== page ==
You might not be able to see that the lacquer has been compromised, but if you sight down the damaged area, you'll see that the damaged area has a dull look, or a slight depression where the acetone dissolved the lacquer. If you've finished using the stain marker and are happy with the results, move on to the lacquer repair. Most modern wood products are finished with lacquer, but if you can't tell what the finish is made from, it's OK to use lacquer to repair it with. Place masking tape around the damaged area if it's a spot less than about 1/2-inch in diameter. If it's bigger than that, don't use the tape. Spray the damaged area with a light coat of aerosol lacquer from a can. When the lacquer dries, sand it lightly with steel wool and spray it again. If you can still see a slight depression, spray it two or three more times.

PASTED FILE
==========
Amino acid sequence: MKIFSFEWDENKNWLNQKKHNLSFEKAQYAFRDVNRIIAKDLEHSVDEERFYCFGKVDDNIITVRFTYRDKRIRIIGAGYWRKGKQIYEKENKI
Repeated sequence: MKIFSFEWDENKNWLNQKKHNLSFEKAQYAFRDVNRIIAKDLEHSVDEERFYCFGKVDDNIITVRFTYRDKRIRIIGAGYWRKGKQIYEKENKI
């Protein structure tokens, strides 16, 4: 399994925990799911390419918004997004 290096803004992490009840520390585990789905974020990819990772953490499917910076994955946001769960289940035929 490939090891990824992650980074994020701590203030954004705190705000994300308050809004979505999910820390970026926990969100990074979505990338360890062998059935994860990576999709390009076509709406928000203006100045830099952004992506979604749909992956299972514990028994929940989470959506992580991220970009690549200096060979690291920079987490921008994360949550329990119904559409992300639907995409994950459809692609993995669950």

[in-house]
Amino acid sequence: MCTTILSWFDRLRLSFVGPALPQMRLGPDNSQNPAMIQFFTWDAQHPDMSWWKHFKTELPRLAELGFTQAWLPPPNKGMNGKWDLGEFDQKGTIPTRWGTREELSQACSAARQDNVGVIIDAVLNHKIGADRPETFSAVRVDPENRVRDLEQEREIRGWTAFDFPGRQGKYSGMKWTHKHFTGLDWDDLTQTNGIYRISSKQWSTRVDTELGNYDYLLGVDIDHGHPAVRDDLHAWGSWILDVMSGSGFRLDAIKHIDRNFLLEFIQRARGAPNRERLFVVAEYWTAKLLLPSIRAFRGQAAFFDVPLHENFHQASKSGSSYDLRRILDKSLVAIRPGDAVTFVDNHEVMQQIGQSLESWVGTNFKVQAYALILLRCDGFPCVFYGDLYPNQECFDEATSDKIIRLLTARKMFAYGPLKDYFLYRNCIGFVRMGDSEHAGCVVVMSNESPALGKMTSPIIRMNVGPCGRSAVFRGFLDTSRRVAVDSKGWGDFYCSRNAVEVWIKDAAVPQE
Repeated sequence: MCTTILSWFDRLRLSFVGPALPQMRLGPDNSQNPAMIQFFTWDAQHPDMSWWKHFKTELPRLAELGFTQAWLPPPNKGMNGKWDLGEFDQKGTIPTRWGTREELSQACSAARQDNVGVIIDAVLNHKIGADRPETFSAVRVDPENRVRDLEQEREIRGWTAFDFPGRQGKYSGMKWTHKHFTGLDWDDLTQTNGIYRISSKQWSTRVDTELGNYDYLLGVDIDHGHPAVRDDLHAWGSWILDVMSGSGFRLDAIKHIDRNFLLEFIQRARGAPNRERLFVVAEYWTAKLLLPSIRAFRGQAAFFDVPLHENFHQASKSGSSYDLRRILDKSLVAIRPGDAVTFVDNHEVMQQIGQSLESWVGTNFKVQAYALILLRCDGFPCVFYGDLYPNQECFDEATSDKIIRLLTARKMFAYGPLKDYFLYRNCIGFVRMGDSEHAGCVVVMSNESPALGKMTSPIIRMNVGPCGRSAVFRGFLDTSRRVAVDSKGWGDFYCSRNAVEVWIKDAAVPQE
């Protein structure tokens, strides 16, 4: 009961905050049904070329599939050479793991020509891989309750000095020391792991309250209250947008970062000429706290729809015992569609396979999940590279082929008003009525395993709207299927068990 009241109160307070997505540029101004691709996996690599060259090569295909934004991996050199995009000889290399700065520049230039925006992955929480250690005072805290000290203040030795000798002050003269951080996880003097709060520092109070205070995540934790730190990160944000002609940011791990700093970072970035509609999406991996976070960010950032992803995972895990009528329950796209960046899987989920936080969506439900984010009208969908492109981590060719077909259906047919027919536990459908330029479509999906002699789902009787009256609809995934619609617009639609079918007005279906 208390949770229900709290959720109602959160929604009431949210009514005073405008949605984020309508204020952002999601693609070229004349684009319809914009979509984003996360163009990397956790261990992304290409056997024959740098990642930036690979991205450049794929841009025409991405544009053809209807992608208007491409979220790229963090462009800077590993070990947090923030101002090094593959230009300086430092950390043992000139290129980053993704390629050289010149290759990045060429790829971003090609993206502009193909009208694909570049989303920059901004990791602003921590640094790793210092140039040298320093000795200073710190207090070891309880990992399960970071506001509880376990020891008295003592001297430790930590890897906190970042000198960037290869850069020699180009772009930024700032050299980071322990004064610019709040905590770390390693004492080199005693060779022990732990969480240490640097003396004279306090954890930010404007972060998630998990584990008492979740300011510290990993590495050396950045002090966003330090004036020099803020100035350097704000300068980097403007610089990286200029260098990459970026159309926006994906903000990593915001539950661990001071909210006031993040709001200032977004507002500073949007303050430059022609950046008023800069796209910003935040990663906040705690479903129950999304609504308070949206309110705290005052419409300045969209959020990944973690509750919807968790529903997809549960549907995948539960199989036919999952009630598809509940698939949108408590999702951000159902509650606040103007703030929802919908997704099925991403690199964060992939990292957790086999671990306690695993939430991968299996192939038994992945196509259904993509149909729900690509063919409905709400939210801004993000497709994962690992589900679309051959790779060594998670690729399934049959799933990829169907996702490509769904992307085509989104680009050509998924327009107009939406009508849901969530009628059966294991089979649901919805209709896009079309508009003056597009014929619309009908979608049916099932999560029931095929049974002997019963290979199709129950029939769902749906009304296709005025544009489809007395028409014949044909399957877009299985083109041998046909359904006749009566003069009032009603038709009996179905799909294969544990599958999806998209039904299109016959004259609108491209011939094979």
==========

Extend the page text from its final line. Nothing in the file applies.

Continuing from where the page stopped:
Burnishing is a technique used to blend and flatten lacquers or almost any type of clear finish. Once you've used the stain marker and applied lacquer to the damaged area, fold a piece of denim into a small square. Use it like sandpaper to sand over the sprayed area. Use it with authority, rubbing the denim over the area with enough force to heat the surface of the lacquer by friction. Continue on in this manner until the lacquer blends together, hiding any areas where the fresh lacquer meets the older finish. If the damage is on the arm of a chair, burnish the whole arm. If the repaired area is on a tabletop, burnish the tabletop completely, but focus on the damaged area, using lighter pressure around the perimeter of the damage until the repaired area cannot be seen.